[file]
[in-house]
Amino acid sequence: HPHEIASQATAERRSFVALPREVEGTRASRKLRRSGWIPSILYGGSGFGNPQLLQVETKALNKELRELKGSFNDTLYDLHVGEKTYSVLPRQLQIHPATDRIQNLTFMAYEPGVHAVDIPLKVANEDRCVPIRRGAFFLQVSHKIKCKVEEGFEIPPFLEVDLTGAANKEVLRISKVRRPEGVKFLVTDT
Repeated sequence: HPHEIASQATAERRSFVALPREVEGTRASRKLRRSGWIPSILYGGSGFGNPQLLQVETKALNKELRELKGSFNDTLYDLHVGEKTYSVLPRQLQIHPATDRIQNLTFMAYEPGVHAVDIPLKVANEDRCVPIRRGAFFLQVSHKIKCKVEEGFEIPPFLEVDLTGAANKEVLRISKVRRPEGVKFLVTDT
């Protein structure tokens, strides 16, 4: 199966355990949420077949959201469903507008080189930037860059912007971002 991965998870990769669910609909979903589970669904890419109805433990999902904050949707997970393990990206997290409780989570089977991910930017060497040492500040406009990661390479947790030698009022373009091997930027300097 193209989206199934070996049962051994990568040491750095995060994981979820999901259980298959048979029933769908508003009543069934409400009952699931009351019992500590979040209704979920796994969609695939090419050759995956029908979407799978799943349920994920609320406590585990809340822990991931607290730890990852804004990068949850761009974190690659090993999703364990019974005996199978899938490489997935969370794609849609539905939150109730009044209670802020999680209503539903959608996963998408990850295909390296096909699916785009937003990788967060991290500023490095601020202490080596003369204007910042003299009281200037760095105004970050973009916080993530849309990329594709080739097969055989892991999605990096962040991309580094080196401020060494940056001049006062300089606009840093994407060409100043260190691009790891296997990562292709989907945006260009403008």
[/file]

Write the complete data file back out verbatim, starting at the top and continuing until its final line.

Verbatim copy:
[in-house]
Amino acid sequence: HPHEIASQATAERRSFVALPREVEGTRASRKLRRSGWIPSILYGGSGFGNPQLLQVETKALNKELRELKGSFNDTLYDLHVGEKTYSVLPRQLQIHPATDRIQNLTFMAYEPGVHAVDIPLKVANEDRCVPIRRGAFFLQVSHKIKCKVEEGFEIPPFLEVDLTGAANKEVLRISKVRRPEGVKFLVTDT
Repeated sequence: HPHEIASQATAERRSFVALPREVEGTRASRKLRRSGWIPSILYGGSGFGNPQLLQVETKALNKELRELKGSFNDTLYDLHVGEKTYSVLPRQLQIHPATDRIQNLTFMAYEPGVHAVDIPLKVANEDRCVPIRRGAFFLQVSHKIKCKVEEGFEIPPFLEVDLTGAANKEVLRISKVRRPEGVKFLVTDT
């Protein structure tokens, strides 16, 4: 199966355990949420077949959201469903507008080189930037860059912007971002 991965998870990769669910609909979903589970669904890419109805433990999902904050949707997970393990990206997290409780989570089977991910930017060497040492500040406009990661390479947790030698009022373009091997930027300097 193209989206199934070996049962051994990568040491750095995060994981979820999901259980298959048979029933769908508003009543069934409400009952699931009351019992500590979040209704979920796994969609695939090419050759995956029908979407799978799943349920994920609320406590585990809340822990991931607290730890990852804004990068949850761009974190690659090993999703364990019974005996199978899938490489997935969370794609849609539905939150109730009044209670802020999680209503539903959608996963998408990850295909390296096909699916785009937003990788967060991290500023490095601020202490080596003369204007910042003299009281200037760095105004970050973009916080993530849309990329594709080739097969055989892991999605990096962040991309580094080196401020060494940056001049006062300089606009840093994407060409100043260190691009790891296997990562292709989907945006260009403008």